Why scientists are calling for experiments on ecstasy
MDMA, more commonly known as ecstasy, promotes strong feelings of empathy in users and is classified as a Schedule 1 drug—a category reserved for compounds with no accepted medical use and a high abuse potential. But in a Commentary published July 14 in Cell, two researchers call for a rigorous scientific exploration of MDMA's effects to identify precisely how the drug works, the data from which could be used to develop therapeutic compounds.
"We've learned a lot about the nervous system from understanding how drugs work in the brain—both therapeutic and illicit drugs," says Robert Malenka, a psychiatrist and neuroscientist at Stanford University. "If we start understanding MDMA's molecular targets better, and the biotech and pharmaceutical industries pay attention, it may lead to the development of drugs that maintain the potential therapeutic effects for disorders like autism or PTSD but have less abuse liability."
MDMA is described as an "empathogen," a compound that promotes feelings of empathy and close positive social feelings in users. The drug is a strictly regulated Schedule I compound, along with drugs such as heroin and LSD. However, MDMA's regulated status shouldn't discourage researchers from studying its effects, argue Malenka and coauthor Boris Heifets, also at Stanford.
Researchers still don't know exactly how MDMA works in humans, what regions of the brain it targets, or all of the molecular pathways it affects. Malenka and Heifets don't condone the drug's recreational use, but say that scientific study to uncover its mechanisms could help explain fundamental workings of the human nervous system—including how and why we experience empathy. Early clinical cases and a small trial in 2013 also showed some use for MDMA as a treatment during therapy for patients with PTSD, possibly aiding patients in forming a stronger bond with a therapist.
"Studying the response of the brain and nervous system to any drug is no different than running an animal through a maze and asking how learning and memory work, for example," Malenka says. "You're trying to understand the different mechanisms of an experience. Drugs like MDMA should be the object of rigorous scientific study, and should not necessarily be demonized."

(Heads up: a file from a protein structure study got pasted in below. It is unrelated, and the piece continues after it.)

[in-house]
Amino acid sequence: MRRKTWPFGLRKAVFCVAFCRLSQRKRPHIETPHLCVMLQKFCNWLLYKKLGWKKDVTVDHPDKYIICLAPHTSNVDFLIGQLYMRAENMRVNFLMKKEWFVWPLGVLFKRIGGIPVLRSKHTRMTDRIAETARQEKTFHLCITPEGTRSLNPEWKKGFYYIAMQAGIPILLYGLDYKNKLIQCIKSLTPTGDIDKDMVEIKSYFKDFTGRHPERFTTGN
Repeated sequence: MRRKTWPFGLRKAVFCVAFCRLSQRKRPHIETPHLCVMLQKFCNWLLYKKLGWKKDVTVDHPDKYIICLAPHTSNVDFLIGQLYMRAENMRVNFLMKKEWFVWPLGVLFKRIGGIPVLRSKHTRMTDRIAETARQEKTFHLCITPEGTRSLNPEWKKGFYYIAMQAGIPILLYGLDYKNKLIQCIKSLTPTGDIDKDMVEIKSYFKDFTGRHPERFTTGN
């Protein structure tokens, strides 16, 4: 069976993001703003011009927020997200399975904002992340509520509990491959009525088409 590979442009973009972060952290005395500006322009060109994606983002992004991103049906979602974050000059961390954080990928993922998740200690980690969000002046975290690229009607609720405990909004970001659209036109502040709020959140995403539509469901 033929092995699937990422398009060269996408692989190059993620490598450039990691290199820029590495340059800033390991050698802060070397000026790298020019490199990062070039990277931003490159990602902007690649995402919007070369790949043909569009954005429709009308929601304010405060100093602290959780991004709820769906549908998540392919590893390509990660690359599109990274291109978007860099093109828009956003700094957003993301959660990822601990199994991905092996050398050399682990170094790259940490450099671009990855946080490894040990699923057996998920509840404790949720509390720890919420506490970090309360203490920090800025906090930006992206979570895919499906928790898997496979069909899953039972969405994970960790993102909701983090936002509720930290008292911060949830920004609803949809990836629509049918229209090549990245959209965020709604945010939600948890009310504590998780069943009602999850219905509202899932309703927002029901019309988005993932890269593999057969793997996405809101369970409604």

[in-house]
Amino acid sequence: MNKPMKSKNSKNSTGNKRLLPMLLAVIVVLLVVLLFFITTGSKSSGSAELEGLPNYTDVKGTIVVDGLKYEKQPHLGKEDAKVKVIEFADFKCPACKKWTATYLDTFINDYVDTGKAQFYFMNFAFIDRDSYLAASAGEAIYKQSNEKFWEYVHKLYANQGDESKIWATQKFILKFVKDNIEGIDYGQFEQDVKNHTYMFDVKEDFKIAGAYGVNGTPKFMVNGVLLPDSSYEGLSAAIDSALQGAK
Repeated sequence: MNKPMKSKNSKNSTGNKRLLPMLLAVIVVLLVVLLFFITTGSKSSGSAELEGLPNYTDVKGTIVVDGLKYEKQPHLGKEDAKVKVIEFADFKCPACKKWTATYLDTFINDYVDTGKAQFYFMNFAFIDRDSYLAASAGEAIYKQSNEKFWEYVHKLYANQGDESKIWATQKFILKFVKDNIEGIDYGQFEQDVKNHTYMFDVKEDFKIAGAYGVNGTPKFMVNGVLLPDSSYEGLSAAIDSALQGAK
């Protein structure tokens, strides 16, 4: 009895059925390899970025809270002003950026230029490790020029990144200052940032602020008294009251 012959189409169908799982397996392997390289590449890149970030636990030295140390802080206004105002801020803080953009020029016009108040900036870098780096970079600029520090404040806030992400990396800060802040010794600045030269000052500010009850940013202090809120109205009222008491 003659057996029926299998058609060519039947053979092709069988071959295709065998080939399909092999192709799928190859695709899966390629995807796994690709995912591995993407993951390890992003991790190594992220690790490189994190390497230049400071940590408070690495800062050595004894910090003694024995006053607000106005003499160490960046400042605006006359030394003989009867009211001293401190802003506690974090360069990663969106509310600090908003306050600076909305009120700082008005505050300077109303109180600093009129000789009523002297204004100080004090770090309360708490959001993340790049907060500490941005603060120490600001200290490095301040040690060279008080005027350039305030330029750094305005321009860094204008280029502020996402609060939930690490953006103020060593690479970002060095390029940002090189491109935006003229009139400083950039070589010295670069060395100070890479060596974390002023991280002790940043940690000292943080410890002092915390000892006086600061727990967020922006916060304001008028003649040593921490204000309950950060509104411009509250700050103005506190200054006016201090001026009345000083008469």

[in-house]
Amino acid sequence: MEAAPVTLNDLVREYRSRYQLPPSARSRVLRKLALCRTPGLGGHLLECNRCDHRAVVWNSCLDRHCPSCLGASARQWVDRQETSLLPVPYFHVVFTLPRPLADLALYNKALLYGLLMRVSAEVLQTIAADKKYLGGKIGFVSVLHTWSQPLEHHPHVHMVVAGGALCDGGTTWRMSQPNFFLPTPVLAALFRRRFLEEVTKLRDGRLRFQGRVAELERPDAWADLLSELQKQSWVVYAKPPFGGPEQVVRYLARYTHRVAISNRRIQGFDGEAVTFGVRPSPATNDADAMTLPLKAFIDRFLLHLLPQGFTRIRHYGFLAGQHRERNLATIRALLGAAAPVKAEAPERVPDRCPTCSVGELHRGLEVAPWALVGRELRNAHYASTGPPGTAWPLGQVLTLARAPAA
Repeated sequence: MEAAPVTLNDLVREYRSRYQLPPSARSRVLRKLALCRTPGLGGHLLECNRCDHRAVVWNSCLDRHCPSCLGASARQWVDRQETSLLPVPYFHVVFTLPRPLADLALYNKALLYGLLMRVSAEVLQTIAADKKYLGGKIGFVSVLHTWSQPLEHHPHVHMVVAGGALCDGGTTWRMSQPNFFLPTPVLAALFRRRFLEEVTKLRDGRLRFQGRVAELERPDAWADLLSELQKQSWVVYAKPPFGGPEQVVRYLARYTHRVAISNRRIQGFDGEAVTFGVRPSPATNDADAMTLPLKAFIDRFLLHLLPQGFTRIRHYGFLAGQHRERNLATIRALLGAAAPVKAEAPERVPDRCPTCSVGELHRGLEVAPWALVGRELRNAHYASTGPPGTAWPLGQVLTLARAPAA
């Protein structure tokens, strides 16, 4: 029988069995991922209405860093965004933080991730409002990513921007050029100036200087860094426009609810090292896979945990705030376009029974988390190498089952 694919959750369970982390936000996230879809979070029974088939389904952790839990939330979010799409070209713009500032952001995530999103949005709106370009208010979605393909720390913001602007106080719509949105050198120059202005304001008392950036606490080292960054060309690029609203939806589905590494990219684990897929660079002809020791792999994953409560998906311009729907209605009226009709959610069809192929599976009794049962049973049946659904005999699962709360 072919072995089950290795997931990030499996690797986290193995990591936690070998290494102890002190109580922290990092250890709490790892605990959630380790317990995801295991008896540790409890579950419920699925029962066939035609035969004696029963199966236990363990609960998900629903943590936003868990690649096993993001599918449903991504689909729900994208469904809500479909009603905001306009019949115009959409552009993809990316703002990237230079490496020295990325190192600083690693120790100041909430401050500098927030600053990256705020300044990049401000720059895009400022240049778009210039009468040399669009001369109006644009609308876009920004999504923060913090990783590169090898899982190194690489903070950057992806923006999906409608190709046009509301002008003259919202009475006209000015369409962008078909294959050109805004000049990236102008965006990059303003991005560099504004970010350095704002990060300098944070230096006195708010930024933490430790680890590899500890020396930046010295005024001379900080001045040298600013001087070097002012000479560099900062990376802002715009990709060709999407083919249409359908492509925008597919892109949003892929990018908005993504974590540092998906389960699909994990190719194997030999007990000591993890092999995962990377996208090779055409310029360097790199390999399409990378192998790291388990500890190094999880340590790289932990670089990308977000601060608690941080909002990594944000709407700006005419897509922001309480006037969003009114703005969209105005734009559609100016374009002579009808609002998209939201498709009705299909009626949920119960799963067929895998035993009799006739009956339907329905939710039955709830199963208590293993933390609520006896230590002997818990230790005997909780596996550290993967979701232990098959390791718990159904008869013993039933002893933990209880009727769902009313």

The advent of tools over the last decade such as optogenetics, viral tracing methodologies, sophisticated molecular genetic techniques, and the ability to create knockout mice have contributed to the push for more research into MDMA. "I started thinking five or six years ago that maybe we can actually attack how MDMA works in the brain in a more meaningful way, because now we have the tools to do it right," says Malenka.
Malenka's team has already begun preliminary studies to test MDMA's effects in mice, and is writing a proposal to the National Institute on Drug Abuse for a larger project in concert with researchers who plan to tackle the human aspects of the study. Studies using MDMA have to go through many rounds of paperwork and follow stringent safety measures to get approval, but Malenka's message is clear: it's worth it.
"There are going to be certain areas of the brain in which MDMA's actions are critical for its behavioral effects," says Malenka. "You can give it to human beings under appropriately controlled, carefully monitored clinical conditions and do fMRI and funcational connectivity studies, and you can begin to build up a knowledge base in an iterative fashion, combining the animal and human studies, where we start to gain more traction in understanding its neural mechanisms."